Hrothgar offers hopeful words to Beowulf

Synopsis
Original
Translation
Recordings
Hrothgar’s Hopeful Praise
What a Memorable Ruler Needs to Do
Closing
Special Announcement

The decorative grip and pommel of the Gilling Sword, like Beowulf's ancient giant sword?

The grip and pommel of the Gilling Sword, found in a stream in Yorkshire in 1976. Did the giant’s sword that Beowulf found have a similar hilt? Copyright York Museums Trust http://bit.ly/2gh8HXJ. Image from http://bit.ly/2gpntKw.


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Synopsis

Hrothgar praises Beowulf and gives a hearty recommendation for his being king.


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Original

“þæt, la, mæg secgan se þe soð ond riht
fremeð on folce, feor eal gemon,
eald eðelweard, þæt ðes eorl wære
geboren betera! Blæd is aræred
geond widwegas, wine min Beowulf,
ðin ofer þeoda gehwylce. Eal þu hit geþyldum healdest,
mægen mid modes snyttrum. Ic þe sceal mine gelæstan
freode, swa wit furðum spræcon. ðu scealt to frofre weorþan
eal langtwidig leodum þinum,
hæleðum to helpe.
(Beowulf ll.1700-1708)


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Translation

“Indeed, it may be said, by he who upholds
right and truth for his people, for all humanity,
even by the old realm lord, that this man
is born to greatness! Your success is wide-flung
over the sea-ways, my friend Beowulf,
your fame is spread over every people. All you do
is done with steadfastness, strength, and wisdom of heart.
To you I give my lasting honour, as we two had earlier agreed. You shall be
to your people an everlasting pillar and help to warriors’ hands.”
(Beowulf ll.1700-1708)


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Recordings

Old English:

{Forthcoming}

Modern English:

{Forthcoming}


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Hrothgar’s Hopeful Praise

On a bit of a technical note out front, in the original, Hrothgar’s lines from line 1705-1707 are a lot longer than the others. It’s not that the words the poet uses here are any longer than usual or anything like that. Instead, it seems to be some sort of aesthetic choice. If this part of the poem was performed before it was written down, maybe these long lines are meant to show Hrothgar’s rambling praise of Beowulf. The old “realm lord” (“eðel weard” (l.1702)) is simply beside himself with gratefulness.

And why not?

Beowulf has finally stopped the attacks on Heorot, and given Hrothgar an unexpected gift. The hilt of a giant’s sword is no mere trinket. Especially since it has a story written on it, something no doubt incredibly curious because of the clarity of the runes on it and the craft evident in the hilt’s overall quality. After all, the blade melted in Grendel’s blood, but the hilt did not.

But along with this celebration of Beowulf’s growing fame comes Hrothgar’s proclamation of Beowulf’s future success. Maybe the old schoolyard saying “takes one to know one” could apply here, since as a successful king throughout most of his reign (he did unite his people and organize the building of Heorot, after all), Hrothgar can see the same qualities in Beowulf. And so he assures him that he will be a help to warriors and a pillar for his people going forward. In true poetic fashion Hrothgar then turns around to talk about Heremod, someone undecidedly un-kingly especially in the Anglo-Saxon sense.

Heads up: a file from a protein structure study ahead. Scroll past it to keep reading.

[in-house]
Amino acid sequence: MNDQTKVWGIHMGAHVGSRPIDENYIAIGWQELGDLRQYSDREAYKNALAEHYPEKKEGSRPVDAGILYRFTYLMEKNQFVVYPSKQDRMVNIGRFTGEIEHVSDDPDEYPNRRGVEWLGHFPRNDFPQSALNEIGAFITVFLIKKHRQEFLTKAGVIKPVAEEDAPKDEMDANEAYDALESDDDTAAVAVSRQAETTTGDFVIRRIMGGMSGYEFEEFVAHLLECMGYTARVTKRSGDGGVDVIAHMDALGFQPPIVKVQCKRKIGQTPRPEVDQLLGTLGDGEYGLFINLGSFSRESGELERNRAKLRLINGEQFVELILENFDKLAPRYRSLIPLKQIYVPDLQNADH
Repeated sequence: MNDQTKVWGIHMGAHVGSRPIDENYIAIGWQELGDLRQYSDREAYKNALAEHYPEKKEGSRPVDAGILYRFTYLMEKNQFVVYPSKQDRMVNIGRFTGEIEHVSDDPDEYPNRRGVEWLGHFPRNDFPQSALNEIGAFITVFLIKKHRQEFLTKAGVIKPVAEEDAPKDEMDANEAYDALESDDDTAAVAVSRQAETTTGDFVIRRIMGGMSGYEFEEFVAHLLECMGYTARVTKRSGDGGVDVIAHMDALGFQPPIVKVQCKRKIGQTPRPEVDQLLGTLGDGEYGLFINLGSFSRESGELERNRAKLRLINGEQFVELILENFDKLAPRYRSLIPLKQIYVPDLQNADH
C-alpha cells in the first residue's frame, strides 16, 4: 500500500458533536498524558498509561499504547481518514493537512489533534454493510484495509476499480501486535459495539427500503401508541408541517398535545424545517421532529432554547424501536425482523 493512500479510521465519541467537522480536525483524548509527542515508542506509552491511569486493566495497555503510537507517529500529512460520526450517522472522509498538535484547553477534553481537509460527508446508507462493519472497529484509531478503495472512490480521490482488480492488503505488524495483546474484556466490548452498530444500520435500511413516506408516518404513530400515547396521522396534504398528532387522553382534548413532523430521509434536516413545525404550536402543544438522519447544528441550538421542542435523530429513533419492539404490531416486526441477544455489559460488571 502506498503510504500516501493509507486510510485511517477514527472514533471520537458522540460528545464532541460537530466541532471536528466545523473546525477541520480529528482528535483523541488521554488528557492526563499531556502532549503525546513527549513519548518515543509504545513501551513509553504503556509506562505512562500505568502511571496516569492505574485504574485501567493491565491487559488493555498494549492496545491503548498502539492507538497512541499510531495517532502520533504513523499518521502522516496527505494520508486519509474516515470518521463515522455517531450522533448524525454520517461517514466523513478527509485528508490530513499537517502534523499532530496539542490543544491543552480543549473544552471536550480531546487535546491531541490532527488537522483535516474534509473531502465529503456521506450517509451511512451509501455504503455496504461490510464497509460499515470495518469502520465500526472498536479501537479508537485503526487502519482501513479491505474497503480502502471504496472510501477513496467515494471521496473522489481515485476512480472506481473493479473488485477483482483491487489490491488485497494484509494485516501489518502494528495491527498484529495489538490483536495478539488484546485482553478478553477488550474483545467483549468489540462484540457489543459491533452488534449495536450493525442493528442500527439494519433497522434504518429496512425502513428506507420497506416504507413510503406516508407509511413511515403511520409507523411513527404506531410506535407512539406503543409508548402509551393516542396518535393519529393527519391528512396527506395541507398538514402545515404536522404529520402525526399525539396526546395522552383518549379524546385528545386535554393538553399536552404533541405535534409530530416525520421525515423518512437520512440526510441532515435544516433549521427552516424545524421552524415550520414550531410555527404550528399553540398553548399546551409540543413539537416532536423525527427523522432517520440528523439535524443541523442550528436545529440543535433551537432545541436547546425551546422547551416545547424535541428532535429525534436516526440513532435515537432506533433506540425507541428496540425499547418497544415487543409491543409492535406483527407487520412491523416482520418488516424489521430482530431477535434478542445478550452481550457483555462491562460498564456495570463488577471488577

Which brings me around to a timely note.

There’s still plenty more Beowulf to work through (just over 900 or so lines before I meet myself where I started this blog with line 2631). There’s also more of Hrothgar’s speech. But, since this is a time of year when many celebrate hope and joy (from the observation of daylight’s slow return from the solstice onwards to the celebration of the birth of a saviour), I figured that ending the 2016 leg of my translation on this hopeful note is appropriate. So enjoy whatever celebrations you may have left for 2016 and this blog will return in the new year (further details on that below).


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What a Memorable Ruler Needs to Do

For an “eðel-weard”1 to achieve “lang-twidig”2 fame,
even in days when warriors revered their spear-bearing forebears,
more than conquest and overturning mead-benches were required.
Such a ruler to be remembered would need to flip those benches
back upright, and sit his people, new and old, down at them,
spreading golden wealth like butter on bread, an even swath
that covered even those from the most “wid-wegas”3
all of those there assembled in that ruler’s glowing hall.


1eðel-weard: lord of the realm, man. eðel (country, native land, ancestral home, name of the rune for oe) + weard (watching, ward, protection, guardianship, advance post, waiting for, lurking, ambuscade)

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2lang-twidig: lasting, assured. lang (long, tall, lasting) + twi (two, double) [A word that is exclusive to Beowulf.]

Back Up

3wid-wegas: distant regions. wid (wide, vast, broad, long) + wegas (way, direction, path, road, highway, journey, course of action)

Back Up


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Closing

In the new year, Hrothgar tells the story of bad king Heremod. Don’t miss it!


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Special Announcement

In news about this blog itself, I’ll be taking a break from updating A Blogger’s Beowulf as we roll through the holidays. But a new post about Beowulf news will appear on January 10, 2017, and the next translation post will go up on January 12.

If the holidays that you celebrate have already passed by, I hope that they were fantastic! And if your holidays are coming up, I hope that they will be fantastic!

Watch for the new posts in the new year!

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